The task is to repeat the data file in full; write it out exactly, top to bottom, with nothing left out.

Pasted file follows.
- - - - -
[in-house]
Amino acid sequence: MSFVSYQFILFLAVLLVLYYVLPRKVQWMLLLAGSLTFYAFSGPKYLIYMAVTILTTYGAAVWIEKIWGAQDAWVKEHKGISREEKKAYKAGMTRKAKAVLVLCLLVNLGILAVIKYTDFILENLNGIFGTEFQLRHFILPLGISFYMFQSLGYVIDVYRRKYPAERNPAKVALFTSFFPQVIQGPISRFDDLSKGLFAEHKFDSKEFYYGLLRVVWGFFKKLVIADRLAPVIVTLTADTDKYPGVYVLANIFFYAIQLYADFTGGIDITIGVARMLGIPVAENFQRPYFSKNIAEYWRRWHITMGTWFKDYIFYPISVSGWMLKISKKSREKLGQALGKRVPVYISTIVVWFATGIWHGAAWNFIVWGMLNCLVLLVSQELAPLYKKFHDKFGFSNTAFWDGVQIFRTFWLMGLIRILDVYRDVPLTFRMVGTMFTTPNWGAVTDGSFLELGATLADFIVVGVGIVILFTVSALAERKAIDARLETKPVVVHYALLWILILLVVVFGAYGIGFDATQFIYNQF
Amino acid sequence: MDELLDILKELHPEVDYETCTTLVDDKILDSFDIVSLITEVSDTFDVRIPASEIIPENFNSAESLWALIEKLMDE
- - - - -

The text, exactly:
[in-house]
Amino acid sequence: MSFVSYQFILFLAVLLVLYYVLPRKVQWMLLLAGSLTFYAFSGPKYLIYMAVTILTTYGAAVWIEKIWGAQDAWVKEHKGISREEKKAYKAGMTRKAKAVLVLCLLVNLGILAVIKYTDFILENLNGIFGTEFQLRHFILPLGISFYMFQSLGYVIDVYRRKYPAERNPAKVALFTSFFPQVIQGPISRFDDLSKGLFAEHKFDSKEFYYGLLRVVWGFFKKLVIADRLAPVIVTLTADTDKYPGVYVLANIFFYAIQLYADFTGGIDITIGVARMLGIPVAENFQRPYFSKNIAEYWRRWHITMGTWFKDYIFYPISVSGWMLKISKKSREKLGQALGKRVPVYISTIVVWFATGIWHGAAWNFIVWGMLNCLVLLVSQELAPLYKKFHDKFGFSNTAFWDGVQIFRTFWLMGLIRILDVYRDVPLTFRMVGTMFTTPNWGAVTDGSFLELGATLADFIVVGVGIVILFTVSALAERKAIDARLETKPVVVHYALLWILILLVVVFGAYGIGFDATQFIYNQF
Amino acid sequence: MDELLDILKELHPEVDYETCTTLVDDKILDSFDIVSLITEVSDTFDVRIPASEIIPENFNSAESLWALIEKLMDE